I'm all for the IDEA guys improving their openAPI enough to allow random users to write plugins for their favourite time wasting 'cool' technology, but having it go into the core and offend everyone who wouldn't possibly care less seems a bit shortsighted, and is a sad indicator that three people yelling loudly enough can indeed determine the direction a product takes.

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On 12/7/04 1:47 PM, in article
9829864.1102445223996.JavaMail.itn@is.intellij.net, "Florian Hehlen"
<florian.hehlen@ubsw.com> wrote:

&gt; I'm not sure there is a fear of it.

Well the comments by are certainly not trying to foster discussion.

&gt; regarded by most as a minority feature which should
&gt; be low on the IDEA priorities list for that reason
&gt; alone.

What exactly is your evidence that it's a "minority feature"? And even if it
is, I think that if software developers only added features when it was
obvious that it was needed then very little inovation would come about!

IDEA has always proven that a good interface to existing technologies can make
a big difference towards user acceptance. I think the refactoring features
demonstrate that very well. Not only were no other IDE's providing this
feature 3 years ago when Intellij hit the market, but they have all played
catch-up because developers have found that they can no longer live without
refactoring tools.


Hani's point in this case is that AspectJ is firstly not widely adopted, and
for the purposes of what you're trying to do, would have made your code
(which was already hard to read because of some lousy engineer) harder to
read, and not easier to use.

Second, refactoring enhances code and software, makes (or should) it easier
to use, easier to read and understand, and can be carried by anyone using
idea, without being bound to it, without introducing new factors in it, and
without requiring yet another layer to java to produce what is seemingly
good code, when I think if you were using Aspects, it ends up mucking the
whole code base with things which require intricate knowledge of what is
going on with your pointcuts etc..., and reading the code would be pretty
much impossible to do by just anyone who just comes into your project.


I think that this is what we, the ones who believe in AOP, feel. That a good
editor for aspects will show-off what can be done with it, help ease the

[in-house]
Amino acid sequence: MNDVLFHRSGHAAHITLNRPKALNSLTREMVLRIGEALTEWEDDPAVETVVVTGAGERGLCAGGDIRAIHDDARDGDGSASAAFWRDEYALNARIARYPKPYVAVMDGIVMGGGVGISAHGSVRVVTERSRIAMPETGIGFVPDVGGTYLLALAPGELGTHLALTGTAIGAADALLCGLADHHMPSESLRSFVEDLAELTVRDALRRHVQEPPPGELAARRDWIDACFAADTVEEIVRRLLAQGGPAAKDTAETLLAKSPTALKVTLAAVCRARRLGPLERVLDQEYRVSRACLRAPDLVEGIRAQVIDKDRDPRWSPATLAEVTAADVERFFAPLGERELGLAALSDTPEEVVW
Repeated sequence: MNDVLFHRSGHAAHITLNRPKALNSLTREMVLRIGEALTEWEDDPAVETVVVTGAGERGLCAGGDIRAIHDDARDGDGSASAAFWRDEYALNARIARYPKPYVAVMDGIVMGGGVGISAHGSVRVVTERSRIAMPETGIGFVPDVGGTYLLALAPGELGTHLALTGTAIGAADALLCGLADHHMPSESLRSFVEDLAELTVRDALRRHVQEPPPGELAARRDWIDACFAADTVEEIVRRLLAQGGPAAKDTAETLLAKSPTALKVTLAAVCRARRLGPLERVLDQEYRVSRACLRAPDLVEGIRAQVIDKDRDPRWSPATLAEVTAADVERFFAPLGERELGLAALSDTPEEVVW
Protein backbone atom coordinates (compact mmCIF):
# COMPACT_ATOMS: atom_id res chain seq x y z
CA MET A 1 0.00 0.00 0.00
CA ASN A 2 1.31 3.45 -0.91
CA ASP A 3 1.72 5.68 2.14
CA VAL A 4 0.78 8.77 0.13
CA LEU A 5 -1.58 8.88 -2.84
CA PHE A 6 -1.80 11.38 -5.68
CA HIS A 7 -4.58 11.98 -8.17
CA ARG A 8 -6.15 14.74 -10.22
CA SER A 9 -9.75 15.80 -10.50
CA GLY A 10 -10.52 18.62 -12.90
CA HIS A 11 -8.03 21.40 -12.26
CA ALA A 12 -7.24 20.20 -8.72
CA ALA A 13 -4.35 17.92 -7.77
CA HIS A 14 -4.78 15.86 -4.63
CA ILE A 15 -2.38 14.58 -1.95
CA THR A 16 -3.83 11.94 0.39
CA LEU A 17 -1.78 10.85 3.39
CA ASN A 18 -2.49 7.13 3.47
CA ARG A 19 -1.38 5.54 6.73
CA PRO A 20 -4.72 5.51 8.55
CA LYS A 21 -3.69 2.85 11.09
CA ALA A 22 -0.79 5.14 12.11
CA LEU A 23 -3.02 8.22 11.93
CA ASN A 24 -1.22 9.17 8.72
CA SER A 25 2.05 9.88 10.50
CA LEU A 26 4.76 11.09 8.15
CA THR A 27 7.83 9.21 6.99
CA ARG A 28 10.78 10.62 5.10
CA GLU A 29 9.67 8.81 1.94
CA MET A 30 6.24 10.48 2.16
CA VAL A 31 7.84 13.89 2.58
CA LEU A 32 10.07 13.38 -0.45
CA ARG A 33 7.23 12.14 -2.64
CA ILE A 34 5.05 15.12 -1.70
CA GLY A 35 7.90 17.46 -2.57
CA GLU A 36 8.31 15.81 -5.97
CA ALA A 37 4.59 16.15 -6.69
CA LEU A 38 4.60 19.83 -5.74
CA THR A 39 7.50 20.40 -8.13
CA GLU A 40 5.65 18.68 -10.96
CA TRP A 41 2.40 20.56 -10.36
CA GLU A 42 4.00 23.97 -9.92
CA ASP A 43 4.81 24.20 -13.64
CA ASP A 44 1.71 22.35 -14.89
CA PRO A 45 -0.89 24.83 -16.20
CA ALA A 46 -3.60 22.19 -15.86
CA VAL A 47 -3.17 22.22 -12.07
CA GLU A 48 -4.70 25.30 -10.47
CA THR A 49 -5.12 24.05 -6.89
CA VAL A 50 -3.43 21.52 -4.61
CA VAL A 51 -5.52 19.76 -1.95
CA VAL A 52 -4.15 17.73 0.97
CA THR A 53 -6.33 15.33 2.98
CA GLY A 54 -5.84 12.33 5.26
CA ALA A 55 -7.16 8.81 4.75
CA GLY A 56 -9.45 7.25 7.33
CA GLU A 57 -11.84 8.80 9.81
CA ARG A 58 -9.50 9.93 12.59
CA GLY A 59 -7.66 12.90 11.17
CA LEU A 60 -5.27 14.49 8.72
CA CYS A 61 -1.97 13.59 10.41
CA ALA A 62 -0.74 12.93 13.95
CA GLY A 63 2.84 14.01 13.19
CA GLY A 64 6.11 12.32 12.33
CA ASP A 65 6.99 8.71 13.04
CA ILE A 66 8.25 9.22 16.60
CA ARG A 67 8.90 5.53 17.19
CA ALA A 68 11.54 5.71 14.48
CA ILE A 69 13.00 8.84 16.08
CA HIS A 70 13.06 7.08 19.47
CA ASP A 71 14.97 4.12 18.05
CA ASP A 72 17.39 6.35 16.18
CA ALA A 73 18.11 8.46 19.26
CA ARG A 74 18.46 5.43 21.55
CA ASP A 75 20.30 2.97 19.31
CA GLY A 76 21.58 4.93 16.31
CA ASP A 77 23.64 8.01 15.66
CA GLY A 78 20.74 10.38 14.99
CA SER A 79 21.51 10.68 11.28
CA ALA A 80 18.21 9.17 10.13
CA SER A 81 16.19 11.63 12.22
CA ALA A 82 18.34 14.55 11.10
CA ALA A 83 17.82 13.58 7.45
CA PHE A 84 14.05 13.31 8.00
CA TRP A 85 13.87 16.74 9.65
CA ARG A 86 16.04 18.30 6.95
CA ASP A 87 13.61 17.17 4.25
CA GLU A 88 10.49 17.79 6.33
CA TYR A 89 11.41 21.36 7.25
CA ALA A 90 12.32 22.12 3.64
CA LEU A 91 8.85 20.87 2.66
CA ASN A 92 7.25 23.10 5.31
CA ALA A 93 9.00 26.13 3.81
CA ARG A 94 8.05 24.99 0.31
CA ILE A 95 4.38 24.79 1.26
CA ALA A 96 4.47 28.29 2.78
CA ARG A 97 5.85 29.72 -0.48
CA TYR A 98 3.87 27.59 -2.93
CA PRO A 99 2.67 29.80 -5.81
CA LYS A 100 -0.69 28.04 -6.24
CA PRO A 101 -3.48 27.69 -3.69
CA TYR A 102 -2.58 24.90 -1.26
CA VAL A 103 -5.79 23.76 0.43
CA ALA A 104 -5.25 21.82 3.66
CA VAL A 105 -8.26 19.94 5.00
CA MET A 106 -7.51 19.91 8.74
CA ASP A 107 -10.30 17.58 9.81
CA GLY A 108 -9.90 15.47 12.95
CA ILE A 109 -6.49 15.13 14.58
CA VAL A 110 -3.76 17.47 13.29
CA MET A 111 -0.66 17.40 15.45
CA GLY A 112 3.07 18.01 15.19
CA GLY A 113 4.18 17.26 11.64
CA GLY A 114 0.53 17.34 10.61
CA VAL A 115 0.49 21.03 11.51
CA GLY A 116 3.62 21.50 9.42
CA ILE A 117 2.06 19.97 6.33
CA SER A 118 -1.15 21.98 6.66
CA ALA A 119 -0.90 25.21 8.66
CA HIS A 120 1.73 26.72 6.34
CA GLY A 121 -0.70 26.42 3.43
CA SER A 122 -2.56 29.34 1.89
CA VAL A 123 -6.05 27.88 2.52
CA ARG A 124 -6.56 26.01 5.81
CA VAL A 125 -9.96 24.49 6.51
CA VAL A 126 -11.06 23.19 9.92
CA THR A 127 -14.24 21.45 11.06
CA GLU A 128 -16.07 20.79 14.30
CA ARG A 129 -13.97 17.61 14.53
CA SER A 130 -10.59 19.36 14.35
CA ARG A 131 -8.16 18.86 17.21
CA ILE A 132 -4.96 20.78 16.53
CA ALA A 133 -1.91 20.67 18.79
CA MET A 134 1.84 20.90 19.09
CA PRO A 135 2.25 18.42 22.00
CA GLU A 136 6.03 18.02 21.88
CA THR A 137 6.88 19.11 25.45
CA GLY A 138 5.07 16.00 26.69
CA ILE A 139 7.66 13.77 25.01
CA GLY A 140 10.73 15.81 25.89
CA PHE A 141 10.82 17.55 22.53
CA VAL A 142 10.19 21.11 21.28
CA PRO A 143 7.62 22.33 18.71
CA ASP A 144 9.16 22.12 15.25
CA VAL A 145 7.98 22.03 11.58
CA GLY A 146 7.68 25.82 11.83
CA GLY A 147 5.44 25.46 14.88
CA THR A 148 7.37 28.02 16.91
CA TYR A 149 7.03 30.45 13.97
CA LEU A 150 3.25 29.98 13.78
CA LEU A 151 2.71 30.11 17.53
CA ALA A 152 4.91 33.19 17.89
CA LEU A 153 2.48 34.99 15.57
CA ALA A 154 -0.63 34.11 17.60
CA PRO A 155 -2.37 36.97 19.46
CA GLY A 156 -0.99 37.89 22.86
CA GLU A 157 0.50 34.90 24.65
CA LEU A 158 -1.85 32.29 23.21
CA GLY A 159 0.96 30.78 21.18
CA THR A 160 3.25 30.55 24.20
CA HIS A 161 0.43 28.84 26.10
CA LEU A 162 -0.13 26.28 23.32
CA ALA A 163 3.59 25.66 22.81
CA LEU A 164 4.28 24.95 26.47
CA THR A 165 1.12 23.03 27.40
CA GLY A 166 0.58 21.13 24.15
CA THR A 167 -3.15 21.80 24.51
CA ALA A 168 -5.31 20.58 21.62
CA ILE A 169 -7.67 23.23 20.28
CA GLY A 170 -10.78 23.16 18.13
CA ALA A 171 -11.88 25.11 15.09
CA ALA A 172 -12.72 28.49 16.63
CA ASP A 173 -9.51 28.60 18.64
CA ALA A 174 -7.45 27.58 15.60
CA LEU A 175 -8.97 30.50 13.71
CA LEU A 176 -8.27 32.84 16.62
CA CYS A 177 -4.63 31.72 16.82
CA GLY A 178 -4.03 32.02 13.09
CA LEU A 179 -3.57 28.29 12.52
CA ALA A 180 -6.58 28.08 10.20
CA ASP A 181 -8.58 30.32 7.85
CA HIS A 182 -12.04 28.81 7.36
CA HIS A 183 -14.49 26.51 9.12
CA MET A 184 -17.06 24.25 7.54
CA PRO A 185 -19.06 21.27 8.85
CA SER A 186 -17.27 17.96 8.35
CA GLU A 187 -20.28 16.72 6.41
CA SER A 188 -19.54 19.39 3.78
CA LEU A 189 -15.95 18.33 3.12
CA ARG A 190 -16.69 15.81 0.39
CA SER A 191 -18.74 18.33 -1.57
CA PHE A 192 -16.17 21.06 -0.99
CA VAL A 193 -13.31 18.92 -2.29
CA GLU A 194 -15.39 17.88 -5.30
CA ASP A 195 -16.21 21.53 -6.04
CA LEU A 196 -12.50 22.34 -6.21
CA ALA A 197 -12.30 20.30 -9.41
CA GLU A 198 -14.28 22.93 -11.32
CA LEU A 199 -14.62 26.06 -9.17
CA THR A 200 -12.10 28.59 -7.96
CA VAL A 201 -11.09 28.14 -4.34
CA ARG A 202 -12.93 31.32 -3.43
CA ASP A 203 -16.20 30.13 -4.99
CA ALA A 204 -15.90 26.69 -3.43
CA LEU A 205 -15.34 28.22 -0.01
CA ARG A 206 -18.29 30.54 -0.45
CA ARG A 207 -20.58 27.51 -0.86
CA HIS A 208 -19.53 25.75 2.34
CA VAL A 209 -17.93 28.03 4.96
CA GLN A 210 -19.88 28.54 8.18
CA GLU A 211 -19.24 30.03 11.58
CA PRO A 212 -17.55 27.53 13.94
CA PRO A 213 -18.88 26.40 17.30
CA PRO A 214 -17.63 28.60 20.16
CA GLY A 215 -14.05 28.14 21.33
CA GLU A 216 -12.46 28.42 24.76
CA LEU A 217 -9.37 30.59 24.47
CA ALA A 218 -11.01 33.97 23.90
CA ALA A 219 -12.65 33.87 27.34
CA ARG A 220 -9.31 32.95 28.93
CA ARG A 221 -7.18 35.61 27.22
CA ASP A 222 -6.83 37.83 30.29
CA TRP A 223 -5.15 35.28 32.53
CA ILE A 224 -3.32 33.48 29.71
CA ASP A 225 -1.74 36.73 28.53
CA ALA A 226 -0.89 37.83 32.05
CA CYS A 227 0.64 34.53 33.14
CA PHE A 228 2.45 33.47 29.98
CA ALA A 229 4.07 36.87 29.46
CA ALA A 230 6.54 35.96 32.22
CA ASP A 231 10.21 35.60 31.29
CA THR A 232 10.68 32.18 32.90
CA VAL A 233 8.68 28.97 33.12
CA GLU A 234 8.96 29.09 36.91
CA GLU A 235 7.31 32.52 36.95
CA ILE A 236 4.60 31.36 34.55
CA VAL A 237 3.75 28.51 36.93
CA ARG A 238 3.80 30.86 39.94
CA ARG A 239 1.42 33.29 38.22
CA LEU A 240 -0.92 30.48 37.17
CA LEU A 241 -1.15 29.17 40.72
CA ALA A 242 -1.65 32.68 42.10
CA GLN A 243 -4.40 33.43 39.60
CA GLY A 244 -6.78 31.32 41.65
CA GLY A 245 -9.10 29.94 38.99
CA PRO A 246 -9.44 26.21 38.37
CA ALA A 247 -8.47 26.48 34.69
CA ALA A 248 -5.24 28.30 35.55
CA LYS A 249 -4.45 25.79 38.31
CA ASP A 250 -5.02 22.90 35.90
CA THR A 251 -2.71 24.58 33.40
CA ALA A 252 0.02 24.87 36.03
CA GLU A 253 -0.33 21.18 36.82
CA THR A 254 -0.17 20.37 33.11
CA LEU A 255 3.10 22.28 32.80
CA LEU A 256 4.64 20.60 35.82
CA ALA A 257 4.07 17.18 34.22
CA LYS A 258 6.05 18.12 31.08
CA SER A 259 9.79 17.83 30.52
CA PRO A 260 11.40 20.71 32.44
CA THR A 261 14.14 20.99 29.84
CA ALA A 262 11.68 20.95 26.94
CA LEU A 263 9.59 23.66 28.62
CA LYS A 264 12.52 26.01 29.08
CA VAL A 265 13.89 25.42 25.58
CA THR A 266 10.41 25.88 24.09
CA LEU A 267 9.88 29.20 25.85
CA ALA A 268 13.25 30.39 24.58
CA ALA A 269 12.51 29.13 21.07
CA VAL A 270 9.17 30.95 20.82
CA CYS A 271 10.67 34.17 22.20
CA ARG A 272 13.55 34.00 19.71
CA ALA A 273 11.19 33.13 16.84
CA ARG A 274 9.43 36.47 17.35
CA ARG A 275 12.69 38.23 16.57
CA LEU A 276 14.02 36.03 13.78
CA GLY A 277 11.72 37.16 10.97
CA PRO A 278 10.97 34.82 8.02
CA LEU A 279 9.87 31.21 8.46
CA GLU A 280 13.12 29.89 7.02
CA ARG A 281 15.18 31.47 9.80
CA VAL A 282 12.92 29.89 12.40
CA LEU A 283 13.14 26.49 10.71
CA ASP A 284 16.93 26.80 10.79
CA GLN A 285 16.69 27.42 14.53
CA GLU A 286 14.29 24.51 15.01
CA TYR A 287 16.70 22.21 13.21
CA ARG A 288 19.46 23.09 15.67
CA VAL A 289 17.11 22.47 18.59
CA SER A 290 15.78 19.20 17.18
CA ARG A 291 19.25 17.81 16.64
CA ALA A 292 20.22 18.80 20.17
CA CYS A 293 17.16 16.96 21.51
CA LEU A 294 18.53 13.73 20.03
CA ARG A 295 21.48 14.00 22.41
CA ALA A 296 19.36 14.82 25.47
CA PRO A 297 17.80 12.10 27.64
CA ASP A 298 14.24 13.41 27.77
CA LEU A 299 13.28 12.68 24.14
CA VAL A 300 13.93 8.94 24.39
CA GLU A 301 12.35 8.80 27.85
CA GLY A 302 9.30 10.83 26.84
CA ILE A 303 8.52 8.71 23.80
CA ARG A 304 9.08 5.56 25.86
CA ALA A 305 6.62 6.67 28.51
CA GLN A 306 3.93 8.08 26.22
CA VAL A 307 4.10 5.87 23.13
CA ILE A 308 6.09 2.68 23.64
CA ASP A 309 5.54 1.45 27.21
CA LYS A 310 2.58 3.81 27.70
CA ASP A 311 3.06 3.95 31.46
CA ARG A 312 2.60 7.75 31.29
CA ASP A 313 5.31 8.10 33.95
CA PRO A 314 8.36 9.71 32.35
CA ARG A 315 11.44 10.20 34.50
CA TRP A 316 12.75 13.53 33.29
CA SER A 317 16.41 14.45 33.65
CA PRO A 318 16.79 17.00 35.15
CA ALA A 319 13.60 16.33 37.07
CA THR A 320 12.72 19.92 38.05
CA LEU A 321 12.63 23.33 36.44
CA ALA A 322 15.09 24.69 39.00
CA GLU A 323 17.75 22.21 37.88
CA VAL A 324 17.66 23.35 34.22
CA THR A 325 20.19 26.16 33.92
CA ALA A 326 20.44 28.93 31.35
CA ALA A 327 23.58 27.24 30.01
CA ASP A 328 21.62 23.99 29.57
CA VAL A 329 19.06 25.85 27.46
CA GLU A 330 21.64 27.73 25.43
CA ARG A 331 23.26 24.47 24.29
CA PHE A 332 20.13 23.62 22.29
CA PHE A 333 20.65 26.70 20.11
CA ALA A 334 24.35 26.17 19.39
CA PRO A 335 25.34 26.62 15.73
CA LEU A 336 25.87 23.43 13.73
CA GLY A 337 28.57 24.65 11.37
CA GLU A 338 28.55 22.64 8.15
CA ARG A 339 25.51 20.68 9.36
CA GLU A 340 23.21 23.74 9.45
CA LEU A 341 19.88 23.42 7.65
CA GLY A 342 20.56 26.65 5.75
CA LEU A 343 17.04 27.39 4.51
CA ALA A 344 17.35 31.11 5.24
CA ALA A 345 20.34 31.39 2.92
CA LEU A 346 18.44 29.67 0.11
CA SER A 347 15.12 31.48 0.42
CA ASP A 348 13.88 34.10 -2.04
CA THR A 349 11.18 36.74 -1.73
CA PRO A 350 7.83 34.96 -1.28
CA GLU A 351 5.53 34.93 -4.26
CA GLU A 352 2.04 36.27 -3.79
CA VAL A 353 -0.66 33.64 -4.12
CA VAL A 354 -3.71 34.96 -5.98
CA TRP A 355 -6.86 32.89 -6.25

learning curve, and open the field to new things.


And using Aspects without code completion, and using ant to compile it in
idea can do the same thing too, without requiring JetBrains to spend brain
and people power on things less important. Not having AspectJ integrated
doesn't stand in your way, it just makes it less convenient to use, that's
all.

R

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&gt; Actually, refactorings are a terrible analogy. They
&gt; don't involve a new edito nor do they involve a
&gt; custom third party product.

The point was what adding a feature to an IDE can make a difference. When I started using Intellij 1.0 and it ancestor refactoring plugin for JBuilder... people all wondered why I cared about refactoring. Well I think Intellij is part of the reason why refactoring has become such a popular approach in development. Simply because it became efficient with a tool like IntelliJ to do it.

&gt; I have no objection to some kind of AOP support

Well fine, then why not discuss that... maybe there is a better AOP implementation out there... maybe it would be better served by providing an API for it...

&gt; adding support specifically for AspectJ
&gt; seems...wel...brain damaged, putting it mildly.

why do you or anyone else need to start calling people names when they disagree with you... forums are for discussion not for bloody fascism

Florian

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How about all the people who want to discuss AOP post in this thread and the one's who think it's a waste of time don't!

That's pretty simple!!!!

And let JetBrains decide if they care or not. They actually smarter than you think

By posting so many "Why I hate AOP and AspectJ" posts you have more than doubled the number of postings here and made it a hotspot for anyone monitoring this discussion.

Maybe you will even attract AOP supporters who have been sleeping, waiting for the discussion to return! OOOOOH then we will be more then 3... maybe even 5 people. We can surely then dictate to JetBrains to support anything that pleases us!

Get a life!

A very frustrated,
Florian

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Sure here you go....